Essay On Prostitution In The 18th Century

2946 Words12 Pages
As many as one in five young women were prostitutes in 18th-century London. Figures suggest that there 40,000 in the 1780s, 50,000 in the 1790s, maybe even 65,000. The Covent Garden district that tourists frequent today was the centre of a vast sex trade strewn across hundreds of brothels and so-called coffee houses. The levels of prostitutes located here and across the city was high for a variety of reasons, ‘Some were abandoned or orphaned and turned to prostitution’ or had to get involved in the industry due to poverty. Others decided that they would rather sell their bodies than work long hours as laundresses, servants or seamstresses. For most prostitutes, life was a constant struggle against poverty, illness and danger. The literature of the time viewed prostitution in varying ways – with the noticeable lack of female authors at the time influencing the aforementioned views greatly – libertine discourses glorified the sexual details, sentimental ones concentrated on the circumstances that brought women to prostitution, whereas…show more content…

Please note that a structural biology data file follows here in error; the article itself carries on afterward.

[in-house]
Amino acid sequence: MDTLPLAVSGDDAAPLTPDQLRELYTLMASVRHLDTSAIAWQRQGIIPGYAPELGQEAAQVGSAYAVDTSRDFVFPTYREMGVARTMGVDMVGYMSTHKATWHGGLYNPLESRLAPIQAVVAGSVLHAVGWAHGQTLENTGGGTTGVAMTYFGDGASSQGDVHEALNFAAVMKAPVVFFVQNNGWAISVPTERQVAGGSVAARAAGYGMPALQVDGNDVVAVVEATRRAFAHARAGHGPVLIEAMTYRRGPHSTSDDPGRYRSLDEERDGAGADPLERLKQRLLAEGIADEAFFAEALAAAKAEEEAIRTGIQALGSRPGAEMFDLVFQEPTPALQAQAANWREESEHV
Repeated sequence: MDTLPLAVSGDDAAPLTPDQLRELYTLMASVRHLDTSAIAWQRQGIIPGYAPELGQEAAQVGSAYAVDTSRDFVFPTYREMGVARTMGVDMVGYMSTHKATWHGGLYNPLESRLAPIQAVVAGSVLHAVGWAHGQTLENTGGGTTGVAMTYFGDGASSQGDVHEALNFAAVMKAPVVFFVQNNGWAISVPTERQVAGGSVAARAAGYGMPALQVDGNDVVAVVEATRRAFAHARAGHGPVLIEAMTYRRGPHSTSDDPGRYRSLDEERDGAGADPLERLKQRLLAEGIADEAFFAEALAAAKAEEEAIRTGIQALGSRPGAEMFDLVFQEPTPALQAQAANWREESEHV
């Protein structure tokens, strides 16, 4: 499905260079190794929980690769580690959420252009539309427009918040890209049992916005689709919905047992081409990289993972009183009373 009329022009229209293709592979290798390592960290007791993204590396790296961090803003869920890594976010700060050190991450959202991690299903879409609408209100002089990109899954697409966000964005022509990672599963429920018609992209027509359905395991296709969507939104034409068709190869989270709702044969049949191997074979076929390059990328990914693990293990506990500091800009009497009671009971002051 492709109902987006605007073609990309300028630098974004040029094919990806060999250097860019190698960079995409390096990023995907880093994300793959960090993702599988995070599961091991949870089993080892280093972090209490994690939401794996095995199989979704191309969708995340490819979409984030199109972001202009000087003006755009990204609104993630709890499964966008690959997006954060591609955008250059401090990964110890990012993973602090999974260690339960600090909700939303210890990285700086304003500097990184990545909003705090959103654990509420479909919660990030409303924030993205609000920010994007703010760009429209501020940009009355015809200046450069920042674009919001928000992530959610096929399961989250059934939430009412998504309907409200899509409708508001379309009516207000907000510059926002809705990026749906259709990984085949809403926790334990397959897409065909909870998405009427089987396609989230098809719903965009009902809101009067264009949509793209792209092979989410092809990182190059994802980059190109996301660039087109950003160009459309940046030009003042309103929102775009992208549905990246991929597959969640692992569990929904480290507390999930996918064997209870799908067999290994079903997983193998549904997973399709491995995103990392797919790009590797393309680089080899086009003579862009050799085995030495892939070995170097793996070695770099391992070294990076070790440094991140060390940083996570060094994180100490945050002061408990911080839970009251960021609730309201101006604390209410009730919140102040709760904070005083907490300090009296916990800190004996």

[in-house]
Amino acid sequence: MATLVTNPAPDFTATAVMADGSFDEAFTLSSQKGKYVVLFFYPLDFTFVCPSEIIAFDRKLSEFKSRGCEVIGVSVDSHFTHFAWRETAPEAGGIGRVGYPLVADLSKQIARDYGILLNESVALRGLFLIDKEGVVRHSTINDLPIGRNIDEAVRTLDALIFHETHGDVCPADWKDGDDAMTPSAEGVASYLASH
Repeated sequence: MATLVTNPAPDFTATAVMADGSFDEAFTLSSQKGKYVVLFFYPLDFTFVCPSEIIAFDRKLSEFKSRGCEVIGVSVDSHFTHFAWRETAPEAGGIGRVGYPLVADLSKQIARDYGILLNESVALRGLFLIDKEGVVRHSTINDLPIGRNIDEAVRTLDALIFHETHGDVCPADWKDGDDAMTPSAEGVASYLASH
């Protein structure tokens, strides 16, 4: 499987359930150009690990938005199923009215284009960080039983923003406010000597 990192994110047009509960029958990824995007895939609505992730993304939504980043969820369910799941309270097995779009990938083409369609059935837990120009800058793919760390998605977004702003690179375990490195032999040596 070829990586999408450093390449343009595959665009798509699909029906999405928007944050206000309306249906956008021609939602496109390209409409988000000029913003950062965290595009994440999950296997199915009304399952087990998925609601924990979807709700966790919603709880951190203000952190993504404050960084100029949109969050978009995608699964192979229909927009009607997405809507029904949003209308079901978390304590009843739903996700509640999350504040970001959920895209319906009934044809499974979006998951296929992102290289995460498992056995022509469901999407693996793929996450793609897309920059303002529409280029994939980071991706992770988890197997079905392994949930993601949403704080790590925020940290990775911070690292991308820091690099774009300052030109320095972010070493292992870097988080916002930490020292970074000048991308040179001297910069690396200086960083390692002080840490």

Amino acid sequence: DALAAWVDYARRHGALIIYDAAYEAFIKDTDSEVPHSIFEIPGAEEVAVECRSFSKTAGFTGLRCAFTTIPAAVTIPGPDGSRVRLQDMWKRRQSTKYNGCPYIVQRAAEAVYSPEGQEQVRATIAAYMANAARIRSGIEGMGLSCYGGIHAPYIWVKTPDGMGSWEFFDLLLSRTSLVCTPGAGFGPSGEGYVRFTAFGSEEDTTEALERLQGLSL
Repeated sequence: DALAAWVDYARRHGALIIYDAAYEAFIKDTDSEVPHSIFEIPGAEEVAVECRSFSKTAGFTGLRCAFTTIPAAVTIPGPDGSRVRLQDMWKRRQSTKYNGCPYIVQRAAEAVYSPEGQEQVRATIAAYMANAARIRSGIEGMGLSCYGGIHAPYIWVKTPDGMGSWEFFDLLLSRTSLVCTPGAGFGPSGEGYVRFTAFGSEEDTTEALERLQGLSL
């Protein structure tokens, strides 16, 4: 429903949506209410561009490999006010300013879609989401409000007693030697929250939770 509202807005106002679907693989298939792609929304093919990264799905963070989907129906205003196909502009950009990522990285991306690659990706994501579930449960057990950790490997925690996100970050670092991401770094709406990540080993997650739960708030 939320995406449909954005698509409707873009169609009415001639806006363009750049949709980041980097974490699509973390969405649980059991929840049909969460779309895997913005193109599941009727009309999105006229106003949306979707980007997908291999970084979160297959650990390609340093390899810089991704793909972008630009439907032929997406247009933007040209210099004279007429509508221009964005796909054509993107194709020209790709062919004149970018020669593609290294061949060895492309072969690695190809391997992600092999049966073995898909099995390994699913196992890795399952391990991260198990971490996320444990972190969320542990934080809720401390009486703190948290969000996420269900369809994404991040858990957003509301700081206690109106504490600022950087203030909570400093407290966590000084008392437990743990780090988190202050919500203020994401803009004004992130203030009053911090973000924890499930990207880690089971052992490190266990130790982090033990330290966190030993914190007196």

The sheer volume of people coming into the area for the theatre meant that custom was always available and consequently, the levels of prostitutes in this area was similarly high, as work was easier to come by. All things considered, the area was teeming with people involved in the sex industry one way or another. Prostitutes took full advantage of the theatre scene, by standing outside the theatres waiting for clients to come out for the intermission, or by mingling with audience members once the show had finished. Things were so saucy that the ‘trouble’ didn’t stop once you entered the theatre. In front of the stage, young men would drink together, eat nuts and mingle with prostitutes down below in the notorious ‘pit’, an area of the theatre where all manner of things took

    More about Essay On Prostitution In The 18th Century

      Open Document